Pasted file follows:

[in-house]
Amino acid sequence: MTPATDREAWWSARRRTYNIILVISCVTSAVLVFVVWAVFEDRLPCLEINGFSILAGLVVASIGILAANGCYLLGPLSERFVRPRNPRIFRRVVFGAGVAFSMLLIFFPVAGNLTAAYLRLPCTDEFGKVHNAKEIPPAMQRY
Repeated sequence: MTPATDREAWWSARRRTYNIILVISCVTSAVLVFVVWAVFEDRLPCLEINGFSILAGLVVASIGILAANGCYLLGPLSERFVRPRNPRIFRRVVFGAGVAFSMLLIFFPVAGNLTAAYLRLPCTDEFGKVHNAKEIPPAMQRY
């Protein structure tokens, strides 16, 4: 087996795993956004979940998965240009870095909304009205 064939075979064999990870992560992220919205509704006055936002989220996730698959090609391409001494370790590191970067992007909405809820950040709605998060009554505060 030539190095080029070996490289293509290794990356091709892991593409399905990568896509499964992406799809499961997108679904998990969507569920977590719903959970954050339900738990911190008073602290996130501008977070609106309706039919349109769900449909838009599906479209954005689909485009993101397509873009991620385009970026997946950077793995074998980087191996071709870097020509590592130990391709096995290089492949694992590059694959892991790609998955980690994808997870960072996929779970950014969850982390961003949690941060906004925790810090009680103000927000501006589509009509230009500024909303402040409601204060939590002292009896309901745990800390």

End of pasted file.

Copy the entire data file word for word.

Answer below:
[in-house]
Amino acid sequence: MTPATDREAWWSARRRTYNIILVISCVTSAVLVFVVWAVFEDRLPCLEINGFSILAGLVVASIGILAANGCYLLGPLSERFVRPRNPRIFRRVVFGAGVAFSMLLIFFPVAGNLTAAYLRLPCTDEFGKVHNAKEIPPAMQRY
Repeated sequence: MTPATDREAWWSARRRTYNIILVISCVTSAVLVFVVWAVFEDRLPCLEINGFSILAGLVVASIGILAANGCYLLGPLSERFVRPRNPRIFRRVVFGAGVAFSMLLIFFPVAGNLTAAYLRLPCTDEFGKVHNAKEIPPAMQRY
């Protein structure tokens, strides 16, 4: 087996795993956004979940998965240009870095909304009205 064939075979064999990870992560992220919205509704006055936002989220996730698959090609391409001494370790590191970067992007909405809820950040709605998060009554505060 030539190095080029070996490289293509290794990356091709892991593409399905990568896509499964992406799809499961997108679904998990969507569920977590719903959970954050339900738990911190008073602290996130501008977070609106309706039919349109769900449909838009599906479209954005689909485009993101397509873009991620385009970026997946950077793995074998980087191996071709870097020509590592130990391709096995290089492949694992590059694959892991790609998955980690994808997870960072996929779970950014969850982390961003949690941060906004925790810090009680103000927000501006589509009509230009500024909303402040409601204060939590002292009896309901745990800390």